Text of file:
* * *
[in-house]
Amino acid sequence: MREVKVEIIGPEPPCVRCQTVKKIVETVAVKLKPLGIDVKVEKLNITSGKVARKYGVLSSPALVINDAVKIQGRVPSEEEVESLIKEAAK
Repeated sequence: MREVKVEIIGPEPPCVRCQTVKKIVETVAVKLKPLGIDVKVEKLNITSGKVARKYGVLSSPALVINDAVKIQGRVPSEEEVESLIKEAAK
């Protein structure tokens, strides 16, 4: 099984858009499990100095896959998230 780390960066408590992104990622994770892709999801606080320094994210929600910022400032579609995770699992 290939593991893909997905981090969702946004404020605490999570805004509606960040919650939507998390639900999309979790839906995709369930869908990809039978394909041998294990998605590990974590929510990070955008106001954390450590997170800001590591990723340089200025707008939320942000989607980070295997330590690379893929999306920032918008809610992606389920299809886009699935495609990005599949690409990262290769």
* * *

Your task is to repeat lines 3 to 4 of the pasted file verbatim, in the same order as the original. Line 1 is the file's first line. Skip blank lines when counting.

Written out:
Repeated sequence: MREVKVEIIGPEPPCVRCQTVKKIVETVAVKLKPLGIDVKVEKLNITSGKVARKYGVLSSPALVINDAVKIQGRVPSEEEVESLIKEAAK
């Protein structure tokens, strides 16, 4: 099984858009499990100095896959998230 780390960066408590992104990622994770892709999801606080320094994210929600910022400032579609995770699992 290939593991893909997905981090969702946004404020605490999570805004509606960040919650939507998390639900999309979790839906995709369930869908990809039978394909041998294990998605590990974590929510990070955008106001954390450590997170800001590591990723340089200025707008939320942000989607980070295997330590690379893929999306920032918008809610992606389920299809886009699935495609990005599949690409990262290769």